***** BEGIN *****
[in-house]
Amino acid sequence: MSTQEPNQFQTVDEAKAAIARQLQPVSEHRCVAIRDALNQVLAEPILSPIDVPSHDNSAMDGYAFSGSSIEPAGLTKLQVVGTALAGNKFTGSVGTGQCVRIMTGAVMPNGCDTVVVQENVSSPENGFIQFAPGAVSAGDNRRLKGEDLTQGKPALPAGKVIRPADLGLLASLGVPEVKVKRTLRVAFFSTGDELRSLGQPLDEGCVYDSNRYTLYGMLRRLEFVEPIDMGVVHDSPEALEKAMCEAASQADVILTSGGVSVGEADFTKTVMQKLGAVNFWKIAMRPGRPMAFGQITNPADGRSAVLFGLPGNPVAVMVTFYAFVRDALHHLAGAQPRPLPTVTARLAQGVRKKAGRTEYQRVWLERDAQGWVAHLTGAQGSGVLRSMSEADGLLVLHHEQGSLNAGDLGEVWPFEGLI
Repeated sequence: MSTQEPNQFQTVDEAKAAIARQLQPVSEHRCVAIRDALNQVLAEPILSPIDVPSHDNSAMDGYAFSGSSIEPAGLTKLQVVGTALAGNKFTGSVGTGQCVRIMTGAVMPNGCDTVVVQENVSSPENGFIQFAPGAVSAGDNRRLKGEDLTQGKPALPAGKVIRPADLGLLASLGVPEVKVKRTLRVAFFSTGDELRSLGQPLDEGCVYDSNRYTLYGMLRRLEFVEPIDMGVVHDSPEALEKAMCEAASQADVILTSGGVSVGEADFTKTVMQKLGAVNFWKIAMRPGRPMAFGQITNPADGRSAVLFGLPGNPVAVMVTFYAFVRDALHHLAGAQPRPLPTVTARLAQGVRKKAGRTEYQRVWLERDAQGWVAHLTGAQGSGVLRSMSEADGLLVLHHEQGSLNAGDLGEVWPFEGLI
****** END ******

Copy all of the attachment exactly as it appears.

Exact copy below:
[in-house]
Amino acid sequence: MSTQEPNQFQTVDEAKAAIARQLQPVSEHRCVAIRDALNQVLAEPILSPIDVPSHDNSAMDGYAFSGSSIEPAGLTKLQVVGTALAGNKFTGSVGTGQCVRIMTGAVMPNGCDTVVVQENVSSPENGFIQFAPGAVSAGDNRRLKGEDLTQGKPALPAGKVIRPADLGLLASLGVPEVKVKRTLRVAFFSTGDELRSLGQPLDEGCVYDSNRYTLYGMLRRLEFVEPIDMGVVHDSPEALEKAMCEAASQADVILTSGGVSVGEADFTKTVMQKLGAVNFWKIAMRPGRPMAFGQITNPADGRSAVLFGLPGNPVAVMVTFYAFVRDALHHLAGAQPRPLPTVTARLAQGVRKKAGRTEYQRVWLERDAQGWVAHLTGAQGSGVLRSMSEADGLLVLHHEQGSLNAGDLGEVWPFEGLI
Repeated sequence: MSTQEPNQFQTVDEAKAAIARQLQPVSEHRCVAIRDALNQVLAEPILSPIDVPSHDNSAMDGYAFSGSSIEPAGLTKLQVVGTALAGNKFTGSVGTGQCVRIMTGAVMPNGCDTVVVQENVSSPENGFIQFAPGAVSAGDNRRLKGEDLTQGKPALPAGKVIRPADLGLLASLGVPEVKVKRTLRVAFFSTGDELRSLGQPLDEGCVYDSNRYTLYGMLRRLEFVEPIDMGVVHDSPEALEKAMCEAASQADVILTSGGVSVGEADFTKTVMQKLGAVNFWKIAMRPGRPMAFGQITNPADGRSAVLFGLPGNPVAVMVTFYAFVRDALHHLAGAQPRPLPTVTARLAQGVRKKAGRTEYQRVWLERDAQGWVAHLTGAQGSGVLRSMSEADGLLVLHHEQGSLNAGDLGEVWPFEGLI